Does every player in your program know what their role is? Are you sure?
A major factor in your team’s success is getting every player to:
· Know their role
· Accept their role
· Have pride in their role
Coach Jones takes a unique approach. Prior to our first game, he conducts a 15 minute meeting with every player and their parents. He offers his thoughts on their first 3 weeks of practice, he clearly defines their role on the team, he estimates how much playing time they will get, and he outlines his expectations.
He encourages each player to speak freely and voice any concerns. The parents are included to make sure nothing is lost in translation. The meeting isn’t adjourned until everyone is on the same page.
Coach Jones’ honesty, sincerity, and inclusion of the parents make this approach extremely effective.
Here is another useful exercise to try with your team:
Have every player write down the number of minutes they would like to play in each game. Collect everyone’s number and total them up.
In a standard high school game there are160 playable minutes available (32 minutes of game time x 5 players on the court at all times).
I guarantee the number you total will far exceed 160 minutes. In many cases, it will be double.
What does that mean? It means that most of the players want to play more minutes than they actually will (or are even possible!). They may have written down 20 minutes… yet realistically will play significantly less than that.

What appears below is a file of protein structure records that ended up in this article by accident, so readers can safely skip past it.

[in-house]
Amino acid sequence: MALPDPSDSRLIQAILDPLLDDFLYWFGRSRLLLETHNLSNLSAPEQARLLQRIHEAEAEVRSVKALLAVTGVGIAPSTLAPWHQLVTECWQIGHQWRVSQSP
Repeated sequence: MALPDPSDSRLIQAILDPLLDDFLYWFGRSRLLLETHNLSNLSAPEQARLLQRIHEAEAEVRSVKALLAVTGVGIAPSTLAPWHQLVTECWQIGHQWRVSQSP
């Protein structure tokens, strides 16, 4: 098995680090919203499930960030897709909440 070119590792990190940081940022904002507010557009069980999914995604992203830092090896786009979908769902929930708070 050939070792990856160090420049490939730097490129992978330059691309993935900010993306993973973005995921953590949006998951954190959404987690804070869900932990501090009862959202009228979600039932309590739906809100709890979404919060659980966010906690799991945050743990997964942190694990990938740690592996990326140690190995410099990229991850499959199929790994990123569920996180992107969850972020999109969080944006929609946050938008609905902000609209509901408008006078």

Discrepancies in playing time can become a major distraction if not handled appropriately.
While things can certainly change, it is important to clearly define each player’s role (including an honest estimate of playing time) to reduce the chance of it becoming an issue later in the season. Grumblings at the “end of the bench” can become a cancer to the team.
Team’s that keep high morale and great attitudes at the “end of the bench”… are teams that will maximize their potential. They epitomize the word “team.”
While every player wants to start and wants to score points… that is not everyone’s role. There are so many ways players can positively impact a game… in limited minutes… that don’t make the newspaper.
Villanova’s men’s basketball program records the following on a board called “Attitude Club” after every game:
· Extra pass (a pass that sets up an assist)
· Screen assist (a screen that leads to an immediate score)
· Tap backs (tapping a loose ball or rebound to teammate to gain position)
· Quick outlets (getting the ball to a guard immediately after a rebound)
· Shot contests (high hand on all shots)
· Dives (getting on the floor for loose balls)
· Deflections (disrupting the offense’s flow by getting a hand on the ball)
· Paint passes (working the ball inside; hitting cutters and feeding the post)
Players that play limited minutes can still score highly in these areas. Players that don’t play at all can still do these things in practice (which will help earn time in the future).
Whether you play 30 minutes a game, 3 minutes a game, or don’t play at all… make the most of every opportunity you have (even if it is in practice) and find a way within your role to contribute and make your team better.
One of my primary roles with DeMatha is to get our team mentally and physically ready to compete.
Coach Paul Ricci has the same role at the University of Maryland.
Here is a video of their pre-game warm-up: http://TinyUrl.com/MDPreGameWarmUp
This is what they do prior to lay-up lines, passing drills, etc. This warm-up takes about 10 minutes.
Please keep me posted on how your team is doing this season.
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Play hard. Play smart. Play together.